Teacher Field Trip Day

I was finishing lunch at the primary school cafeteria on Thursday when I found out that my afternoon high school class was canceled. Eureka! I was done for the day. I teach at two different schools–a primary school in the morning, then a high school in the afternoon. It’s an interesting contrast to say the least.

I’ve found that building friendships in China is a slower, more gradual process than in America. People often have a natural inclination to be reserved and shy with strangers here, and it takes time to get past that barrier. There has to be a well established sense of trust to have camaraderie. At first, it can seem as though people are cold relative to their American counterparts. After getting to know you (over months, not weeks), though, interactions feel about as normal as anywhere.

To celebrate “International Women’s Day”, the primary school teachers were taking a field trip to a local movie theater.

“Since you are done for the day, why don’t you come with us?” One of the teachers suggested.

“What movie are we seeing?”

She then searched through her smartphone for the English translation of the movie name. “Fierce China,” she said. “I think that’s what the name means in English.”

“Is the movie in English?” I asked.

“No, all Chinese. It is about the strength and power of China. Maybe you can try and learn Chinese by watching!”

“I’m not sure. Maybe I should get back to the high school.” Considering the movie plotline and the fact that I wouldn’t understand a single word, it didn’t sound like I’d get much out of a viewing. Then again, it was free.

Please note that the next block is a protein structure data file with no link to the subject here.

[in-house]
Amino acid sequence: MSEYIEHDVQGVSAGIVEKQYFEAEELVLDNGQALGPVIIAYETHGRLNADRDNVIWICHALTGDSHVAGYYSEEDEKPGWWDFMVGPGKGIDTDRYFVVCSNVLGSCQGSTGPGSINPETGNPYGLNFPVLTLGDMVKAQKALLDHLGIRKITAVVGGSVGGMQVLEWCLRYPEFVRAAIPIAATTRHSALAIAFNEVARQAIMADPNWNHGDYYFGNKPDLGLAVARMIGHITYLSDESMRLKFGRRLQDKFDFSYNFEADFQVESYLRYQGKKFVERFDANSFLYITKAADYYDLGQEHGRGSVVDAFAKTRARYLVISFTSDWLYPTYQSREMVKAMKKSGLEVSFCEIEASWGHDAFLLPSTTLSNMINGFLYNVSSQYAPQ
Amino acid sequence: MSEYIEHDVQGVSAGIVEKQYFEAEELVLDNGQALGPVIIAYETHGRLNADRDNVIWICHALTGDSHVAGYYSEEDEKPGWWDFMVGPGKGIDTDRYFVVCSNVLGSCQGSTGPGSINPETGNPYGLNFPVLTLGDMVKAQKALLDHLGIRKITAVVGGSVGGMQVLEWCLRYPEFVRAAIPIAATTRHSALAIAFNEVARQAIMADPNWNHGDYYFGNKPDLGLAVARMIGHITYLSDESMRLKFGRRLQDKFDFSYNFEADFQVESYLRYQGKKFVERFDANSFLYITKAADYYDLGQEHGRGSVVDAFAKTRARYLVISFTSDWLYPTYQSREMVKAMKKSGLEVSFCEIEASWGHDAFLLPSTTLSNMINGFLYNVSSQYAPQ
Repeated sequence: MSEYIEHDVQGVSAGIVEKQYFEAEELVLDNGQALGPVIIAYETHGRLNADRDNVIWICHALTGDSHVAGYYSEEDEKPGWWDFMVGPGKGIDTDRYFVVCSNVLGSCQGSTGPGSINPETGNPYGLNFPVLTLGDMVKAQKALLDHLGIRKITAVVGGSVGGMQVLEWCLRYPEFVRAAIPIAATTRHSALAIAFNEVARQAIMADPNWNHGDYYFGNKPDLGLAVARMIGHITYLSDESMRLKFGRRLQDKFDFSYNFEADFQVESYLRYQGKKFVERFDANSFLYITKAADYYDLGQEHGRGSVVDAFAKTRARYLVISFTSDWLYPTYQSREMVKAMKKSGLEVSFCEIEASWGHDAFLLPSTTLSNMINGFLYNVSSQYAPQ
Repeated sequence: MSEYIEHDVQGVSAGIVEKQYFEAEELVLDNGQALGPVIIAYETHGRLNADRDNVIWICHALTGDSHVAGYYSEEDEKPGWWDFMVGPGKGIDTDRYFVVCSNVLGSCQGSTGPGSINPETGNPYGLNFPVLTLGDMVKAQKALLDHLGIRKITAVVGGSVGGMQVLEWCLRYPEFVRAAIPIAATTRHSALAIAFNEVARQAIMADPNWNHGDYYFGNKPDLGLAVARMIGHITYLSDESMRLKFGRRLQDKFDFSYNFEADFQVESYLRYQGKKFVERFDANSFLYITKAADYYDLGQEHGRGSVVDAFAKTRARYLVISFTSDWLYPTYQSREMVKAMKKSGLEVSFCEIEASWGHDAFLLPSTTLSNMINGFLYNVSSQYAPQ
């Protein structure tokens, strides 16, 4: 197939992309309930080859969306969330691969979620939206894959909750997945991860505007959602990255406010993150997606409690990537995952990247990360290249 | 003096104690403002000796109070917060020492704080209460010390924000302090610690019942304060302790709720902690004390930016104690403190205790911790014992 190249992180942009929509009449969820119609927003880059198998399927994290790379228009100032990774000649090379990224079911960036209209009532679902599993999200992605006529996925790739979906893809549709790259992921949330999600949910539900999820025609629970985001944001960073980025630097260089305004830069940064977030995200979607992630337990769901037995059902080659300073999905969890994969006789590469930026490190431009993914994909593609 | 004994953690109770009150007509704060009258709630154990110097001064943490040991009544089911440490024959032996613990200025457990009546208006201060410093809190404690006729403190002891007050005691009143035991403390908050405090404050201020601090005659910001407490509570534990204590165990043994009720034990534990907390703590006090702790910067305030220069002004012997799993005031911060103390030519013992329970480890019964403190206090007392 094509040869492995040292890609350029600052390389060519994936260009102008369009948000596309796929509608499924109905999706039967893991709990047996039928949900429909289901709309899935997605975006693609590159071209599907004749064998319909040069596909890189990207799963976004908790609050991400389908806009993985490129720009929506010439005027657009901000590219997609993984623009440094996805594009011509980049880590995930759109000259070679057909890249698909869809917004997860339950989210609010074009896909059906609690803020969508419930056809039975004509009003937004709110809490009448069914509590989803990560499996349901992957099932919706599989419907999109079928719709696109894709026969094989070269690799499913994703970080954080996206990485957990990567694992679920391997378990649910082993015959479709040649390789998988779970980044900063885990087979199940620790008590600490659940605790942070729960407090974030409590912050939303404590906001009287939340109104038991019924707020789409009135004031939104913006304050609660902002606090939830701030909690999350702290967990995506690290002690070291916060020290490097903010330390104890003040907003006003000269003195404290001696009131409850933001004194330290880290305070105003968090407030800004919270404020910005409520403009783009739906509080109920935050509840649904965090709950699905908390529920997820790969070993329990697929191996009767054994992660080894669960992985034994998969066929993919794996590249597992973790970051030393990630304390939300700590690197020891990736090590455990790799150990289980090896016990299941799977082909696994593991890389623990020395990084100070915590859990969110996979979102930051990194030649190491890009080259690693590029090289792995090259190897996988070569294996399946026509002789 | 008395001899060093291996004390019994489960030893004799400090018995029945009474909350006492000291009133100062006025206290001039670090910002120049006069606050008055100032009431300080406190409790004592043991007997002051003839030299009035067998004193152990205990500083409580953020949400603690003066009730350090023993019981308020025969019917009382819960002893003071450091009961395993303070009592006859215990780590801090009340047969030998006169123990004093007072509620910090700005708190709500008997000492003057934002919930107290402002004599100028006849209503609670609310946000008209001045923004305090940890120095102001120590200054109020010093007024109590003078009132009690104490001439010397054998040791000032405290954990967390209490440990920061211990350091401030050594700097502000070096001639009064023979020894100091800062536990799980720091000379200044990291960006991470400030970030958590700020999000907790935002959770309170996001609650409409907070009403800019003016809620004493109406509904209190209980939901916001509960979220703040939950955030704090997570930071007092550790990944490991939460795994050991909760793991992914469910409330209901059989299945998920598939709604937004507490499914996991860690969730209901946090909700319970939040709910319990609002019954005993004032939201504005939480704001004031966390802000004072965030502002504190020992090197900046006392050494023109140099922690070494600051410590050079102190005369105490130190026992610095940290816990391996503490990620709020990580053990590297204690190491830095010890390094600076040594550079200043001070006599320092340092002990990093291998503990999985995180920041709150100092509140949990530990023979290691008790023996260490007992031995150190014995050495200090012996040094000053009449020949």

“There is free popcorn and coke too,” she remarked.

“Okay, in that case I’m in,” I said. I quickly got on the charter bus that drove us to the theater.

Even after studying Chinese for a few months and living in the country for half a year, I understood approximately 5% of the film. Not to bash the movie, but as a result of not knowing what was being said, I dozed off about 30 minutes in. I was able to gather that it was a documentary.

It was a worthwhile trip nonetheless; Chinese popcorn is fantastic. Unlike American popcorn, it’s caramel coated. Thus, it’s much sweeter. I had two small boxes.

After the film, I communicated with another teacher via his phone app. You speak into the app, which then translates your words into any intended language.

“Did you see the strength of China today?” the teacher asked me via the app. He was sporting a huge grin.

“Yes, it was amazing to see the growth of this country,” I responded. I’m always sure to keep an upbeat and encouraging response. What can I say, I like making people happy.

After a boast, it is Chinese custom to say something humble and self-critical. That’s exactly how the teacher responded.

“China’s growth rate is 6% now, which is slower than in the past. India’s is higher, and India also aims to be competitive on a global scale.”

“China’s growth is practical and impressive for its size,” I responded. “And Chinese companies are improving rapidly.”

The teacher’s grin widened more. “I would love to speak with you more!” he said as we left the bus.

We’re a few weeks into the spring term here. It’s March 9, yet the city had 6 inches of snow this week and daytime highs below 20. Needless to say, I’m ready for spring!

Changchun translates to “long spring” in English. I asked a teacher when this “long spring” would commence. He smiled and exclaimed, “It is just a name. We have a very spring here. Long winter!”


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